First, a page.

The Usefulness of a Negative Example: What We Can Learn About Evidence Rules from the Government's Most Recent Efforts to Construct a Military Commissions Process
31 Pages Posted: 30 May 2009
Date Written: May 29, 2009
The military commissions give us an opportunity to explore and reflect on whether the procedures to try alleged foreign terrorists or the procedures for some future military commission should follow the approach of the Bush administration. Looking back on the evidentiary scheme of the military commissions also gives us an opportunity to reflect on the application of the rules of evidence in military courts-martial and other criminal prosecutions.
To explore these issues, this paper will discuss the Uniform Code of Military Justice (UCMJ) and the Military Rules of Evidence. Why were these provisions created and how were they to be applied within the full spectrum of military operations? The paper will then compare the Military Rules of Evidence generally to the various approaches offered up in the military commissions system. What were the stated reasons for any changes and why did the President ultimately settle on the approach reflected in the Manual for Military Commissions? Are these reasons credible and are there other, perhaps unstated reasons for the rule changes? To the extent that we can determine the reasons for why the evidence rules were changed, can similar rationales apply to other criminal trials in the military context? The paper also asks if we are at an evidence cross-road. Are we at a point where we need to reexamine the way evidence is treated in military criminal cases tried under the UCMJ? For example, should certain combat exceptions be written in to the military rules of evidence? On the other hand, are the recent efforts to depart from the established rules of evidence in military commissions nothing more then an attempt to give the government an advantage over a class of defendants who it deems is not worthy of enjoying full protections of a fair trial?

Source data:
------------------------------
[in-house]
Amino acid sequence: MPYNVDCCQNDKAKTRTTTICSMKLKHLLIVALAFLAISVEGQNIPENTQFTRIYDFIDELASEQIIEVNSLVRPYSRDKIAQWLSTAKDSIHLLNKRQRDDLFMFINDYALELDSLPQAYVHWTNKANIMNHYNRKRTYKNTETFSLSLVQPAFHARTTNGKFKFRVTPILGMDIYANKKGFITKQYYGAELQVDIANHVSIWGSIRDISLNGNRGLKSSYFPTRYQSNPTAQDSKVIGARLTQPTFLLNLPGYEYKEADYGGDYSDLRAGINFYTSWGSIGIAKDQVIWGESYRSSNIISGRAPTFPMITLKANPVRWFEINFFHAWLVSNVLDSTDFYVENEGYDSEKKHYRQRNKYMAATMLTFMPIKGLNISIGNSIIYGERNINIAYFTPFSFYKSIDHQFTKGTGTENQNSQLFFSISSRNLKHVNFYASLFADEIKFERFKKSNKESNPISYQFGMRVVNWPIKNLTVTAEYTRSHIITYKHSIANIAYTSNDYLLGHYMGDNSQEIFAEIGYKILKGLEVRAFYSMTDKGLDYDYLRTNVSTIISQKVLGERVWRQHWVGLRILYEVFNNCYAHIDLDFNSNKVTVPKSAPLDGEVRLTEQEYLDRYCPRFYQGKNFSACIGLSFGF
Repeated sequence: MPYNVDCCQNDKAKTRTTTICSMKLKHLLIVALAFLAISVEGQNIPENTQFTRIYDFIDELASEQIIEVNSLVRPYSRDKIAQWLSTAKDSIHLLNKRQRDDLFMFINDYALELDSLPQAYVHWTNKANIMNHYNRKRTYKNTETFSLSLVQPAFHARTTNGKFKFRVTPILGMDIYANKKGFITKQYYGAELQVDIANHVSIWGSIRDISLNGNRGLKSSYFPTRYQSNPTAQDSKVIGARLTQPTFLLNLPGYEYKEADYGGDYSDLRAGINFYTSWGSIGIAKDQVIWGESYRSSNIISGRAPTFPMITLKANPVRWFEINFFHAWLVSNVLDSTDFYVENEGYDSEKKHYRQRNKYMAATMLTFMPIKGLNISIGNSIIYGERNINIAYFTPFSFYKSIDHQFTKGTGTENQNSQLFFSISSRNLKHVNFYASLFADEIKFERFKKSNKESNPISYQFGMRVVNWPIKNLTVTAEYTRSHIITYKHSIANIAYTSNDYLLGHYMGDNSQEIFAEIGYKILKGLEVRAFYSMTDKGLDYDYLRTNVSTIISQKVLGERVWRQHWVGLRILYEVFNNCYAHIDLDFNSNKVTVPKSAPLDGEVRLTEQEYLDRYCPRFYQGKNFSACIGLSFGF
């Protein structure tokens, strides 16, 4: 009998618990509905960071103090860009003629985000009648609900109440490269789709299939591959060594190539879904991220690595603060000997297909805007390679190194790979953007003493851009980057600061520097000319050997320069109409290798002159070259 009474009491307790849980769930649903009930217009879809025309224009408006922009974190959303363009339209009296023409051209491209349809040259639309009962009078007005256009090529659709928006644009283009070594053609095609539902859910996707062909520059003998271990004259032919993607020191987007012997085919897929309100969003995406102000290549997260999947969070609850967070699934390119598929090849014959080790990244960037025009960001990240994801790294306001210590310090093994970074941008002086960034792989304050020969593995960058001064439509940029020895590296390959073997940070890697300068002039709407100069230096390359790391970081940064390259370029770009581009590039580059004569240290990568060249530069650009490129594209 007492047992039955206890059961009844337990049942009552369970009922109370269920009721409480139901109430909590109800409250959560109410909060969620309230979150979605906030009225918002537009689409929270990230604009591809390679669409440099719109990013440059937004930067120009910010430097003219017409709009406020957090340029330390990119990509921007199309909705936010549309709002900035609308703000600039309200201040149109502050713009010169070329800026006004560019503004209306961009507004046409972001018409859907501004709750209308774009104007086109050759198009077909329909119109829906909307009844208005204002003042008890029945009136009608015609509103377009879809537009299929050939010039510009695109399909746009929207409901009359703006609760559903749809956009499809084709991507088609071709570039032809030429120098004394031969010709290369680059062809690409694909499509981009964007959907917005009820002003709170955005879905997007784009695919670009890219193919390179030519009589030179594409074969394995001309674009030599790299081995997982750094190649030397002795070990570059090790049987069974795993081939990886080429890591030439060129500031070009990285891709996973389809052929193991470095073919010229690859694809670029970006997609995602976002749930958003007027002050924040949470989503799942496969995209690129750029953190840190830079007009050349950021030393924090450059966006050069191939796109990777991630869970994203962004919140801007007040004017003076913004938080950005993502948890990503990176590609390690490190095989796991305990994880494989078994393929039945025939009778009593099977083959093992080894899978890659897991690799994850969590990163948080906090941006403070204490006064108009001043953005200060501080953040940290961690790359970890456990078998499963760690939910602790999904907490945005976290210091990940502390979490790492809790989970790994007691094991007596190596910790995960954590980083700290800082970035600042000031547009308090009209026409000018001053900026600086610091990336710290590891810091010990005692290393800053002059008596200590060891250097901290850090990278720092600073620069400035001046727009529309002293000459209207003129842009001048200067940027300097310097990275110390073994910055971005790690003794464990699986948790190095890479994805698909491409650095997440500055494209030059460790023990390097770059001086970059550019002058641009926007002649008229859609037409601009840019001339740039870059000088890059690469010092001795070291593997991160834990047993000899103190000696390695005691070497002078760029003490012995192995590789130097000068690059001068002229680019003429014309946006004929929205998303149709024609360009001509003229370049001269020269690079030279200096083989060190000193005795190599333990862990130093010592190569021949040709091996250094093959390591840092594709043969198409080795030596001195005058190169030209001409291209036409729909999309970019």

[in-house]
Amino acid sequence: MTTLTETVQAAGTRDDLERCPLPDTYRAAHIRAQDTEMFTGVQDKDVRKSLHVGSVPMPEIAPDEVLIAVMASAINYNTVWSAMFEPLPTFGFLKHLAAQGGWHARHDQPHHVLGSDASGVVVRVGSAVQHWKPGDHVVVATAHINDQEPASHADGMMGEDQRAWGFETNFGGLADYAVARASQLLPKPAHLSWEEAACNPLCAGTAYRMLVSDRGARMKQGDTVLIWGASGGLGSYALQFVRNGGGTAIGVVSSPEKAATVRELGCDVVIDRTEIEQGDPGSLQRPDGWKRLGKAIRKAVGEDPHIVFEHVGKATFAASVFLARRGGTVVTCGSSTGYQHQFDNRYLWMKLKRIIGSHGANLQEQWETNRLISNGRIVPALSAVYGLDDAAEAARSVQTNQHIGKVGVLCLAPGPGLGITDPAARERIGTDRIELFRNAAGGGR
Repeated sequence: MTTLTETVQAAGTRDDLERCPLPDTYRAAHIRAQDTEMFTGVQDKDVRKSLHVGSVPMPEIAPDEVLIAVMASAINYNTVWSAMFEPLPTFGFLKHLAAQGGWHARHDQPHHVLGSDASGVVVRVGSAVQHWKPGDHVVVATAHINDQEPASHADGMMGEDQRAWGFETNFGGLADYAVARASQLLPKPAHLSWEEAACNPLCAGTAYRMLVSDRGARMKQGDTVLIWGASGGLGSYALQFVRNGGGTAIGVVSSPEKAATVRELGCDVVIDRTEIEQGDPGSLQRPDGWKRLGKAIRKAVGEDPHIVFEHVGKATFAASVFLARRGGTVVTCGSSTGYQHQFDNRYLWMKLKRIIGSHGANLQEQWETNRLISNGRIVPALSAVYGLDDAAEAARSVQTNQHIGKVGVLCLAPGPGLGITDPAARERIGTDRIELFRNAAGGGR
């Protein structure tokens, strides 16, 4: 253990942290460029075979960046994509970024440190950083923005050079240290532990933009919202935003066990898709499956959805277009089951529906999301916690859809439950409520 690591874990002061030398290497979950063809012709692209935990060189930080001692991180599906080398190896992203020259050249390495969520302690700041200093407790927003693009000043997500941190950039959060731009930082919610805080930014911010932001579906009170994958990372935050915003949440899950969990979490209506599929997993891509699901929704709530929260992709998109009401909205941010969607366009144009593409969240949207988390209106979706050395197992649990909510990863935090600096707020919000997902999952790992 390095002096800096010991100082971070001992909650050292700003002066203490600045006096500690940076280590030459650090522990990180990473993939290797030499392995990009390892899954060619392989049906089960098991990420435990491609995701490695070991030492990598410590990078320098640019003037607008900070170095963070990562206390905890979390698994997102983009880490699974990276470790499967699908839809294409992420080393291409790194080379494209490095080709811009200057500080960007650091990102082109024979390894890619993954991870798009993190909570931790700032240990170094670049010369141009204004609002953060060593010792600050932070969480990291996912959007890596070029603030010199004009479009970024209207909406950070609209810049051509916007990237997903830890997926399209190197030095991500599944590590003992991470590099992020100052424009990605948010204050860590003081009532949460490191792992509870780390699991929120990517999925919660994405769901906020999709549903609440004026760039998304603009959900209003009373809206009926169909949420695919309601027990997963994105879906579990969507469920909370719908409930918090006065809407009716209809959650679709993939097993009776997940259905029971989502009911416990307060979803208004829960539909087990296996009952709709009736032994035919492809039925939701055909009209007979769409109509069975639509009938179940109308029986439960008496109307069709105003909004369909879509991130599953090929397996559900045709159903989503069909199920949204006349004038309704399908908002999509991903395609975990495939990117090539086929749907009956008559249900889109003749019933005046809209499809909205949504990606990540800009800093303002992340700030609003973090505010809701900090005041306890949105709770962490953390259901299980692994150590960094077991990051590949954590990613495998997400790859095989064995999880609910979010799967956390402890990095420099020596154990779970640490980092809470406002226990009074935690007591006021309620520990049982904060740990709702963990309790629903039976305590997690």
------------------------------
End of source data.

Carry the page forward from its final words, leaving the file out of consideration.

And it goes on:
Keywords: Evidence, Military Commissions, Military Law, National Security, International Law
JEL Classification: K14, K33, K41
Suggested Citation: Suggested Citation